As Rich Yeselson of the Washington Monthly points out:

In the US, any possibility of the GOP appealing to the economic interests of most white men, as opposed to massaging their beleaguered sense of identity, must be subsumed to the antithetical economic priorities of the GOP’s plutocratic donor class. In short, Sheldon Adelson and the Koch brother are ardent rent seekers from the federal government, union haters and tax avoiders, while promoting the demolition of social insurance for the 99.9%. They do not share most of the same economic goals as the guy wearing the “Put The White Back in the White House” t-shirt at a Romney rally. Yet rage and paranoia paradoxically bind these billionaires and white male small business owners and contractors: see, for example the Adelson owned newspaper in Israel’s headline after Obama’s victory, “Socialism Comes To America.”

Comedian Dennis Miller, on the O’Reilly Factor after the election said, “I liked it the way it was […] from [when he was] 18-58”.  Miller also spoke of all the “unfair attacks” levied against Mitt Romney, “who is a good man”. The subtext here, of course, is that Romney’s opponent is not a good man and was wholly deserving of the slander for the past four years. Moreover, for those Americans who for obvious reasons don’t look too fondly back at the Mad Men era and its predecessors, Miller’s nostalgia is wholly alien and any political messaging that evokes it is likely to come up empty.

These talking points and policies are made all the more obscene by the knowledge that the Republican coalition of geriatrics and white men has benefited more than any other population from systematic and widespread sinecure and the inherited wealth and privilege of a system was for years picked the winners and losers based on the color of their skin and the country of their parents birth. That Republicans reject that narrative of American history doesn’t make it any less true.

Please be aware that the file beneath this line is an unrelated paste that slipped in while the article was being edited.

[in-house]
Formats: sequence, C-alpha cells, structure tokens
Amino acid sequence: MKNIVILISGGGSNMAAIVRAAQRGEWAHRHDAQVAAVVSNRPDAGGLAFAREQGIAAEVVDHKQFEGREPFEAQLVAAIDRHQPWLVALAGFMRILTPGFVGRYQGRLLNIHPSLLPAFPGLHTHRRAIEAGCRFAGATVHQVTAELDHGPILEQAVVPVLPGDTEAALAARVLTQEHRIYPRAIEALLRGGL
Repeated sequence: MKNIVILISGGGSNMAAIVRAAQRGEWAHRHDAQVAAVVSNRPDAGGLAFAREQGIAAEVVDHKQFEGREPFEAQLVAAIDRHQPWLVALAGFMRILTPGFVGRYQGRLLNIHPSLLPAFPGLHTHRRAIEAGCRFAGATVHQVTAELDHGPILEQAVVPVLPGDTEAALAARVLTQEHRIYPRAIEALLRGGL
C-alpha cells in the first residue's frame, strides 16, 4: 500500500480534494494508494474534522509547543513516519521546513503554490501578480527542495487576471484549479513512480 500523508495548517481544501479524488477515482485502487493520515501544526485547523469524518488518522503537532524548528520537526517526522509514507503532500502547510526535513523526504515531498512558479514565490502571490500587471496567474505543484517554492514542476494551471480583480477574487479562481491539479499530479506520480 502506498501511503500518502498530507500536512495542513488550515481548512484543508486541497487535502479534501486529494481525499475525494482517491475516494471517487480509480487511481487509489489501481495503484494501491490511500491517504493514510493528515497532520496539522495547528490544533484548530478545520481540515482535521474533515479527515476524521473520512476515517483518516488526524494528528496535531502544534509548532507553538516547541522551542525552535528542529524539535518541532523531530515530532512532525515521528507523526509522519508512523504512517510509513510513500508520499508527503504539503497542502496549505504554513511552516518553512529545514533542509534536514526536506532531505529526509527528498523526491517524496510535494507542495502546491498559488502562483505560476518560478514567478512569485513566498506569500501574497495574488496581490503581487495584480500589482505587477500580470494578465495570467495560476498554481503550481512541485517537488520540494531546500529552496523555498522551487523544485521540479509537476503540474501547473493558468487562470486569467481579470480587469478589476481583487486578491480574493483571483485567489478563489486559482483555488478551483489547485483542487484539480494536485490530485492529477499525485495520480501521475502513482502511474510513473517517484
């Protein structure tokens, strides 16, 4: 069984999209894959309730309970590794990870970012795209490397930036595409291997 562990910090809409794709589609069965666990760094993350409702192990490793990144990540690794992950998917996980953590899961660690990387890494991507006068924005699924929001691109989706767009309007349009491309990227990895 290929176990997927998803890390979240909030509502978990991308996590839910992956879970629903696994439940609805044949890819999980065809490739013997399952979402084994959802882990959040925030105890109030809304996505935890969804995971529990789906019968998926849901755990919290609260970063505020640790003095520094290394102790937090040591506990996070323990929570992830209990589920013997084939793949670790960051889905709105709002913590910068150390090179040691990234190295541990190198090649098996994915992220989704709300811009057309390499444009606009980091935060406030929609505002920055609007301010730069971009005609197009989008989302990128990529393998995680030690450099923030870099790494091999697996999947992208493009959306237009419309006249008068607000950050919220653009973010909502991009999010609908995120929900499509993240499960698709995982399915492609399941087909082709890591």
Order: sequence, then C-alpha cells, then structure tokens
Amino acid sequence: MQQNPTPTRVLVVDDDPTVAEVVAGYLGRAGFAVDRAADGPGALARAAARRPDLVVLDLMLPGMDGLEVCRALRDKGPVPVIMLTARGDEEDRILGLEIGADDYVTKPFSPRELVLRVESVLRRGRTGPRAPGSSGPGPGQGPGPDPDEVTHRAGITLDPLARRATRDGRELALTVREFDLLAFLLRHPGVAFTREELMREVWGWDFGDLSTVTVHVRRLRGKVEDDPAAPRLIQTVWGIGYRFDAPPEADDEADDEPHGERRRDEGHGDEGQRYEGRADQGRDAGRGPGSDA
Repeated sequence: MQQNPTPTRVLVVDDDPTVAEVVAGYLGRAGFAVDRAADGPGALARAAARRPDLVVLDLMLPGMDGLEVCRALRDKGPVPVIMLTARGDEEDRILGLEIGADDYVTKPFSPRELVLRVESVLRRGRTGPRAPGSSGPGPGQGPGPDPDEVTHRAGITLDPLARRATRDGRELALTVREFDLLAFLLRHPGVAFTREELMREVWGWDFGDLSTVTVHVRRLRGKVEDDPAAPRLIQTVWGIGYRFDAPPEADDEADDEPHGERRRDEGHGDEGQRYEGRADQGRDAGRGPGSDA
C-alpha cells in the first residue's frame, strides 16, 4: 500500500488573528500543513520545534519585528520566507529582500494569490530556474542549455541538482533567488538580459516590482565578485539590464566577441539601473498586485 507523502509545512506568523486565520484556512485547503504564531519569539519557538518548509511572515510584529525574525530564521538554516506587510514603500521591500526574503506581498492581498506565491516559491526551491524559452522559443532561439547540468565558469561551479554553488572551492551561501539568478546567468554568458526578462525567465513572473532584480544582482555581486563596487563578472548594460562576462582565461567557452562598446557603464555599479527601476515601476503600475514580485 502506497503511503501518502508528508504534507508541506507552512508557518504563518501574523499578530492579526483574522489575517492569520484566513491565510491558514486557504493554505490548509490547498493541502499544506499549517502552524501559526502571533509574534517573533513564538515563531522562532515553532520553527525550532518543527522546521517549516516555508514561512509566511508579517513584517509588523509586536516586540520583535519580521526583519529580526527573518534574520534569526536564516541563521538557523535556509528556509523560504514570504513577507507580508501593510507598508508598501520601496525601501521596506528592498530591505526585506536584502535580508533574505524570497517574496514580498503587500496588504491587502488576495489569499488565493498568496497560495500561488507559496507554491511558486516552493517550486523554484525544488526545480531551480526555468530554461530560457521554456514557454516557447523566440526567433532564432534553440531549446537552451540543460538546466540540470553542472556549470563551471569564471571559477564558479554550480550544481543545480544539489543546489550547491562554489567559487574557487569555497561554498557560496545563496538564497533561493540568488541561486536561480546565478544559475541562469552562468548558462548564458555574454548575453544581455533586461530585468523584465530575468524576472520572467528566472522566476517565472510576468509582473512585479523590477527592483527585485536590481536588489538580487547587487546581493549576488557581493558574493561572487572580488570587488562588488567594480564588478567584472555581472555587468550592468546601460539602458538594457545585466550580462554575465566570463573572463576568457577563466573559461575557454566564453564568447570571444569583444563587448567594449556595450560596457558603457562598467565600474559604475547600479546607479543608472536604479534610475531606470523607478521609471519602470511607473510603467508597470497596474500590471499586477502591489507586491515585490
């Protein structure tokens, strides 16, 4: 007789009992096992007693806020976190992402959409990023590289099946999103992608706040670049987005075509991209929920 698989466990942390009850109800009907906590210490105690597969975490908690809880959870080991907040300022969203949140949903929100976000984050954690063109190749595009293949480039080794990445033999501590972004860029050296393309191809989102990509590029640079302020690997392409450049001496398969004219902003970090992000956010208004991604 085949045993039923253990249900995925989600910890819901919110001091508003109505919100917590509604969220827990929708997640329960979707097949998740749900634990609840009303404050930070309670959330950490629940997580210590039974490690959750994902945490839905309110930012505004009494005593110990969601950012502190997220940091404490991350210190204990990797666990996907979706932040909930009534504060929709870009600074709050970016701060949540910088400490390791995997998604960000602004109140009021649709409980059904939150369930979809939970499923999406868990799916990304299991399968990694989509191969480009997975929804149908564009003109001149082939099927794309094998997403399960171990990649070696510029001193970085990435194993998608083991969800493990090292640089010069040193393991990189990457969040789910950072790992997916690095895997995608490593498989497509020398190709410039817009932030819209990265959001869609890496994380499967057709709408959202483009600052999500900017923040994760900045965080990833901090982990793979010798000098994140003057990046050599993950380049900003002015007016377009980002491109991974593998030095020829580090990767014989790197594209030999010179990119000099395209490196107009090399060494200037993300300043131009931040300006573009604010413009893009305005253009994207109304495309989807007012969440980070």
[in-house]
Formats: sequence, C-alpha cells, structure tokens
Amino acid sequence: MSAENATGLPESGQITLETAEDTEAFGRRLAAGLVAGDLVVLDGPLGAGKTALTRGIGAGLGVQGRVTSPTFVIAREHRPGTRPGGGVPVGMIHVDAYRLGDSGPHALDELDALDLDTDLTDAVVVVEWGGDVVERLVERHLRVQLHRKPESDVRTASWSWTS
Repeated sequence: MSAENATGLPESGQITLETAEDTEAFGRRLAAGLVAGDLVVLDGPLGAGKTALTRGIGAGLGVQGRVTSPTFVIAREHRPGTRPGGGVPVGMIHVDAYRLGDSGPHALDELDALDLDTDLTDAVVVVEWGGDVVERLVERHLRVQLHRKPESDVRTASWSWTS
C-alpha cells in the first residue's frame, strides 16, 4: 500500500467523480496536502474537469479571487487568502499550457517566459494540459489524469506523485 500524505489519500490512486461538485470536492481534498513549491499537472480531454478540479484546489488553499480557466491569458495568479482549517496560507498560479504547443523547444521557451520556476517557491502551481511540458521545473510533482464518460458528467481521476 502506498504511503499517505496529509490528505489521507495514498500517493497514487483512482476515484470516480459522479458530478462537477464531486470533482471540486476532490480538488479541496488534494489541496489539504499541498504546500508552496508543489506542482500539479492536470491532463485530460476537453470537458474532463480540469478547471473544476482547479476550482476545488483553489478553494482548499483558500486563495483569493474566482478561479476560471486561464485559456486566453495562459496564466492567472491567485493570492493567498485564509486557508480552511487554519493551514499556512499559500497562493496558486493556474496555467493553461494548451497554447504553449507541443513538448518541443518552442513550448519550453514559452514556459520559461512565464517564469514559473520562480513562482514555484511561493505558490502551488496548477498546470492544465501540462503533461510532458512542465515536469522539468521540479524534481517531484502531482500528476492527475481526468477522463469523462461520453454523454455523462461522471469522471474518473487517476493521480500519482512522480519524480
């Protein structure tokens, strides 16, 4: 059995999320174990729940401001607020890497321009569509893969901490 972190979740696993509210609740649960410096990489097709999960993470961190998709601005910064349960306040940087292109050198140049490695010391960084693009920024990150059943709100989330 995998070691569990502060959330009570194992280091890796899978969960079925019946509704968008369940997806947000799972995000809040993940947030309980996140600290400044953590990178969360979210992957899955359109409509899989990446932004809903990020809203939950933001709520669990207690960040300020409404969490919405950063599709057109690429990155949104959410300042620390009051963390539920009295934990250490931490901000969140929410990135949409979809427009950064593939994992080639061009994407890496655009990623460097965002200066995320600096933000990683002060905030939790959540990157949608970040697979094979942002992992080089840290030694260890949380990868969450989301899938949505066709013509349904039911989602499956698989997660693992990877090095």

In the past year I’ve been told time and time again that its unconstitutional for my taxes to pay for my own health care by people whose healthcare is being paid for by my taxes. The fundamental hypocrisy necessitated by the Right Wing’s ideological and electoral imperatives reek of the self-serving rent seeking antithetical to groups of people who are in the ascendancy: women, immigrants, young people and the working poor whose consumer dollars truly drive the economy (just ask Walmart).  To win elections the Republican Party must protect demographics of incumbency (their electoral coalition) by preserving their entitlements (carried interest, capital gains, low taxes on inherited wealth) while those very same voters want to cut the red haired stepchildren out of the inheritance (social programs) because, essentially, they don’t like them very much.

The Republican Party has convinced itself that its current brand of “conservative” is not only correct but is what the country needs in ever stronger doses. Any deviation from that orthodoxy of God and Markets means you are either a heathen, a socialist, or both, and you are most certainly bound for hell. Even as neoliberalism has become the economic gospel of the left and the right, Republicans scream socialism, while Democrats move further from their social-democratic and populist impulses, while capitalist excess is even more unrestrained and regulated. ! As the Democratic party’s leftist impulses die out, the Right Wing screams communism and tyranny. There is something perverse about the level of disinformation and willful ignorance.

If Barry Goldwater laid the first brick in the intellectual foundation of the modern Conservative movement and Ronald Reagan installed the roof and the air conditioning, the movement has been constructed in a way that necessitates the coalition of big business and disillusioned white Americans that has  been the Republican Party’s base since the 1960s. Nixon’s Southern Strategy has been the unspoken, unacknowledged rule of the Republican Party for decades but its cynical effectiveness is fundamentally incompatible with the the new United States of America. It was always going to have an expiration date but Republicans began to believe that a strategically viable strategy was also ideologically and politically sound, and not in fact a political and social cancer rotting out the state of modern conservatism. It’s amazing that the Southern strategy has lasted for this long until you consider how effective it has been, but we’ve reached the moment where the Republican Party will have to reinvent itself or perish. To reinvent itself it was must disavow the very beliefs that they hold dearest and will have now to recruit people who at this point are almost allergic to their particular concoction of reactionary bullshit.